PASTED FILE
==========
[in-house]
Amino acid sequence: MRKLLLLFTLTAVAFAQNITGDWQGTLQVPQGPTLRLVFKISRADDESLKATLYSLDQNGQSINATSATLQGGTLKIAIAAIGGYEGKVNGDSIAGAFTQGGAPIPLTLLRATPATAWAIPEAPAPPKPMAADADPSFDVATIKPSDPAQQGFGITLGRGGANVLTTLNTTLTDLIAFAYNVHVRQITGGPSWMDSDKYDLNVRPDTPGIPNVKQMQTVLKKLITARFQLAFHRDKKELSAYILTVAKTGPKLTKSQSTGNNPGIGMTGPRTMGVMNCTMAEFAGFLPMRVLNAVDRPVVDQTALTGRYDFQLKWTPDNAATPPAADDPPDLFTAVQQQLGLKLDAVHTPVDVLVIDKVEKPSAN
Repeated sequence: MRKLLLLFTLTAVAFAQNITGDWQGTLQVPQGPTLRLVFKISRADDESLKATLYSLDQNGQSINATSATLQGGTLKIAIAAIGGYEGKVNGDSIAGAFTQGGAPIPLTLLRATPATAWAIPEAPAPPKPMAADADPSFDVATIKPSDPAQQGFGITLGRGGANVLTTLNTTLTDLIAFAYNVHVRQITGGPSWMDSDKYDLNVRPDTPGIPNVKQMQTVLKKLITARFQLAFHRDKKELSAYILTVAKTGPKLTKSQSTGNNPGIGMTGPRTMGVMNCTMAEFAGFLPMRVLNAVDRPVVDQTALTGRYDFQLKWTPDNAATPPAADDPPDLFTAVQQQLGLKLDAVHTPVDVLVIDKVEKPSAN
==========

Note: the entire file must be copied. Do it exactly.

[in-house]
Amino acid sequence: MRKLLLLFTLTAVAFAQNITGDWQGTLQVPQGPTLRLVFKISRADDESLKATLYSLDQNGQSINATSATLQGGTLKIAIAAIGGYEGKVNGDSIAGAFTQGGAPIPLTLLRATPATAWAIPEAPAPPKPMAADADPSFDVATIKPSDPAQQGFGITLGRGGANVLTTLNTTLTDLIAFAYNVHVRQITGGPSWMDSDKYDLNVRPDTPGIPNVKQMQTVLKKLITARFQLAFHRDKKELSAYILTVAKTGPKLTKSQSTGNNPGIGMTGPRTMGVMNCTMAEFAGFLPMRVLNAVDRPVVDQTALTGRYDFQLKWTPDNAATPPAADDPPDLFTAVQQQLGLKLDAVHTPVDVLVIDKVEKPSAN
Repeated sequence: MRKLLLLFTLTAVAFAQNITGDWQGTLQVPQGPTLRLVFKISRADDESLKATLYSLDQNGQSINATSATLQGGTLKIAIAAIGGYEGKVNGDSIAGAFTQGGAPIPLTLLRATPATAWAIPEAPAPPKPMAADADPSFDVATIKPSDPAQQGFGITLGRGGANVLTTLNTTLTDLIAFAYNVHVRQITGGPSWMDSDKYDLNVRPDTPGIPNVKQMQTVLKKLITARFQLAFHRDKKELSAYILTVAKTGPKLTKSQSTGNNPGIGMTGPRTMGVMNCTMAEFAGFLPMRVLNAVDRPVVDQTALTGRYDFQLKWTPDNAATPPAADDPPDLFTAVQQQLGLKLDAVHTPVDVLVIDKVEKPSAN